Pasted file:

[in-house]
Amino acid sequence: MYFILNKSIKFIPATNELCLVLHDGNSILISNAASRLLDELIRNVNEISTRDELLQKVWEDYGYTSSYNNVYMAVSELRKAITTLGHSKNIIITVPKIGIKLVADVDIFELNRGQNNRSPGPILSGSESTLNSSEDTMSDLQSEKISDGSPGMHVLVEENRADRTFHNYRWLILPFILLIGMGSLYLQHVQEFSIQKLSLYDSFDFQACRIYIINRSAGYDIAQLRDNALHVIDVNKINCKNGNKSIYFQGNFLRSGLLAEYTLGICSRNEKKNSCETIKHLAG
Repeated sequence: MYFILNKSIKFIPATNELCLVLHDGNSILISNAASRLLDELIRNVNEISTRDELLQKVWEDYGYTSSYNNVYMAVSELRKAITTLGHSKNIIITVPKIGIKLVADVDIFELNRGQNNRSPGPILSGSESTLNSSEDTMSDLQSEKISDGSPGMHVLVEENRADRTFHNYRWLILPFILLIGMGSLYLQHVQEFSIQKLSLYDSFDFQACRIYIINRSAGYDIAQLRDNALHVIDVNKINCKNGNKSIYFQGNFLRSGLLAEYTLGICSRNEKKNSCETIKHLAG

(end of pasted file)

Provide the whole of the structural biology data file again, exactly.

[in-house]
Amino acid sequence: MYFILNKSIKFIPATNELCLVLHDGNSILISNAASRLLDELIRNVNEISTRDELLQKVWEDYGYTSSYNNVYMAVSELRKAITTLGHSKNIIITVPKIGIKLVADVDIFELNRGQNNRSPGPILSGSESTLNSSEDTMSDLQSEKISDGSPGMHVLVEENRADRTFHNYRWLILPFILLIGMGSLYLQHVQEFSIQKLSLYDSFDFQACRIYIINRSAGYDIAQLRDNALHVIDVNKINCKNGNKSIYFQGNFLRSGLLAEYTLGICSRNEKKNSCETIKHLAG
Repeated sequence: MYFILNKSIKFIPATNELCLVLHDGNSILISNAASRLLDELIRNVNEISTRDELLQKVWEDYGYTSSYNNVYMAVSELRKAITTLGHSKNIIITVPKIGIKLVADVDIFELNRGQNNRSPGPILSGSESTLNSSEDTMSDLQSEKISDGSPGMHVLVEENRADRTFHNYRWLILPFILLIGMGSLYLQHVQEFSIQKLSLYDSFDFQACRIYIINRSAGYDIAQLRDNALHVIDVNKINCKNGNKSIYFQGNFLRSGLLAEYTLGICSRNEKKNSCETIKHLAG